Policy Brief: Evaluating Board of Nursing Discipline during the COVID-19 Pandemic
To provide guidance to states and state boards of nursing (BONs) in determining whether nurses who have encumbered licenses can return to the workforce via waiving of the disciplinary action during the COVID-19 pandemic. Context
• The role of the BON is to ensure public protection by allowing only nurses who are competent and safe to practice into the workforce (Raper & Hudspeth, 2008; Brous, 2012; Russell, 2017).
• The COVID-19 pandemic affects health care systems around the world, creating severe shortages of nurses in the U.S.
• In an effort to meet the demands, states are examining ways to expand the nursing workforce. Some states have issued waivers for nurses with inactive licenses to temporarily enter the workforce without meeting state requirements such as refresher courses. These include retired nurses as well as those who have placed their license on an inactive status for other reasons. The waivers generally apply only to nurses with unencumbered licenses.
• BONs, whose mission is to protect the public, are receiving requests from nurses with encumbered licenses to be included in the waiver and allowed to work during the crisis.
• Nurses who have encumbered licenses may be on probation, a suspension or had their licenses revoked. BONs do not issue these disciplinary actions without strong evidence that a nurse is incompetent and/or unsafe to practice (Raper & Hudspeth, 2008; Brous, 2012). In addition, some nurses voluntarily surrender their license in lieu of this type of discipline. Reasons for license probation, suspension, revocation or surrender, include but are not limited to: substance use disorder, misuse of substances, gross negligence and/or substandard care, repeated violations of the standards of care, fraudulent activity, abuse of a patient, etc. In addition, there are states that remove nurses from practice by suspending or revoking their license for administrative issues such as nonpayment of student loans, nonpayment of child support, alimony or taxes.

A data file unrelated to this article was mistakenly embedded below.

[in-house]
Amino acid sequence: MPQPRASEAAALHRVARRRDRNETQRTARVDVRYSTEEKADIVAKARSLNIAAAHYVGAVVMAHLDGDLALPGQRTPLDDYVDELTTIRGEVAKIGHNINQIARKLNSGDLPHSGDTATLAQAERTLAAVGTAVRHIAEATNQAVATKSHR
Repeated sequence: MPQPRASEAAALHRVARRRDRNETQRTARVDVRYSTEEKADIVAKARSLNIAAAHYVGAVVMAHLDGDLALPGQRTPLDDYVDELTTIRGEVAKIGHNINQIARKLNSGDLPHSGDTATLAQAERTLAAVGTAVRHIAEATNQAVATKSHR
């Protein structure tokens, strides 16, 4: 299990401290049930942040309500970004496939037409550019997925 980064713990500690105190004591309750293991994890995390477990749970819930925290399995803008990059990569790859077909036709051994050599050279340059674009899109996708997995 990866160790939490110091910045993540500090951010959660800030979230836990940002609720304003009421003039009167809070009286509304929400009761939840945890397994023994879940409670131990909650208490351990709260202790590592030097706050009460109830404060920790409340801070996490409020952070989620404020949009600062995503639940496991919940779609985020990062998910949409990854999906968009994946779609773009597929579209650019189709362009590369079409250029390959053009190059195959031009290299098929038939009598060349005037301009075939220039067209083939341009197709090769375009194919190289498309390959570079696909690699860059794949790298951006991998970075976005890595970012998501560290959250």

In order to make recommendations for these difficult requests, the task force took the following into consideration:
1. To waive an individual licensee’s discipline is a state decision.
2. General waivers of discipline will most likely require state legislative action or action by the governor.
3. Waiving discipline, in many states, may require reinstatement proceedings at a time when the states do not have time or the staff to do so. Some states have cancelled all administrative proceedings during the COVID-19 pandemic.
4. The pandemic presents particular challenges for individuals with a history of substance use disorder. Reentry into the health care workforce at this time is highly stressful and may present additional challenges for licensees with a substance use disorder; consequently, it could be detrimental to their recovery (American Addiction Centers, n.d.; Brodsky, 2020; National Institute on Drug Abuse, 2020).
5. In addition, drug monitoring programs in many states are modifying or limiting drug screens during shelter-in-place periods required by some states during the pandemic.
6. There may be outstanding issues or legal consequences to reinstating licenses/waiving disciplinary terms following the end of the state of emergency.